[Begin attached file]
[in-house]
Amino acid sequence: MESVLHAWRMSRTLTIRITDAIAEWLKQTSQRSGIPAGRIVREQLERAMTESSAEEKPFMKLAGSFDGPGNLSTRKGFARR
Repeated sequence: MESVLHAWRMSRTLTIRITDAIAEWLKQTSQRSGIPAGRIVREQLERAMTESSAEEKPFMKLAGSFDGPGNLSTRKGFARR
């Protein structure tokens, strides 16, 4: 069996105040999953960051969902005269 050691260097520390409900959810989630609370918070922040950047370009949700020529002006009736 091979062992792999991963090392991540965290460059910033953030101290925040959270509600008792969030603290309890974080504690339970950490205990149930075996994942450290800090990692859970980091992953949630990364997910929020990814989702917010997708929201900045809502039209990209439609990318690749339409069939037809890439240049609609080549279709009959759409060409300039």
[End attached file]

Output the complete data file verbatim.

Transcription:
[in-house]
Amino acid sequence: MESVLHAWRMSRTLTIRITDAIAEWLKQTSQRSGIPAGRIVREQLERAMTESSAEEKPFMKLAGSFDGPGNLSTRKGFARR
Repeated sequence: MESVLHAWRMSRTLTIRITDAIAEWLKQTSQRSGIPAGRIVREQLERAMTESSAEEKPFMKLAGSFDGPGNLSTRKGFARR
């Protein structure tokens, strides 16, 4: 069996105040999953960051969902005269 050691260097520390409900959810989630609370918070922040950047370009949700020529002006009736 091979062992792999991963090392991540965290460059910033953030101290925040959270509600008792969030603290309890974080504690339970950490205990149930075996994942450290800090990692859970980091992953949630990364997910929020990814989702917010997708929201900045809502039209990209439609990318690749339409069939037809890439240049609609080549279709009959759409060409300039």